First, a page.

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Acacia lanei facts for kids

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Hyden wattle
Conservation status

Priority Three — Poorly Known Taxa (DEC)
Scientific classification
"Acacia lanei" occurrence data from Australasian Virtual Herbarium
Acacia lanei occurrence data from Australasian Virtual Herbarium

Acacia lanei, commonly known as Hyden wattle, is a shrub of the genus Acacia and the subgenus Plurinerves that is endemic to south western Australia.


The spreading shrub typically grows to a height of 1.5 to 2.3 metres (5 to 8 ft) and has resin-ribbed branchelts that are covered in fine white silky hairs. Like most species of Acacia it has phyllodes rather than true leaves. The ascending evergreen phyllodes have a linear to linear-elliptic shape and are straight to slightly curved with a length of 4.5 to 6 cm (1.8 to 2.4 in) and a width of 3 to 5 mm (0.12 to 0.20 in) and have numerous subdistant nerves. It blooms from July to September and produces yellow flowers.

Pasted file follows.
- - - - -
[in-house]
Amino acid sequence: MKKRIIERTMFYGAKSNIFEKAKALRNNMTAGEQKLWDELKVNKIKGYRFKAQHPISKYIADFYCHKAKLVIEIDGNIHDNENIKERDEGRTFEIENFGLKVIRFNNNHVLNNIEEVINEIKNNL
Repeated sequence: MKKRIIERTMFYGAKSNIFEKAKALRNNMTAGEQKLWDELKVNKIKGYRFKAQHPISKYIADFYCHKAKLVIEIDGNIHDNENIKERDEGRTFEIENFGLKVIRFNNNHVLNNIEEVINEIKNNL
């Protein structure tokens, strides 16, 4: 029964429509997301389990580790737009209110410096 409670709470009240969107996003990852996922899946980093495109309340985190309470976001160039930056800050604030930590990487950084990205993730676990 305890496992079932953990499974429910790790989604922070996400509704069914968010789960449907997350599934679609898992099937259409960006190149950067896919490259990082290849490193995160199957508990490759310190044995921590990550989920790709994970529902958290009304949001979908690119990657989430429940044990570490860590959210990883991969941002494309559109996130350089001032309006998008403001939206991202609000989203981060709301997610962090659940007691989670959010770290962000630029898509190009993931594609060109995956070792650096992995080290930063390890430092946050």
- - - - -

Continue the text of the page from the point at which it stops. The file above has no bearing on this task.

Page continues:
It is native to an area in the Wheatbelt region of Western Australia where it is usually situated along creeks and drainage lines growing in gravelly loam, clay and clay-loamy soils. It has a limited distribution to a small area around the town of Hyden where it is often a part of Eucalypt woodland communities and is often associated with Eucalyptus loxophleba or Eucalyptus salmonophloia. It has also been grown as a windbreak and is found to be unpalatable to livestock.

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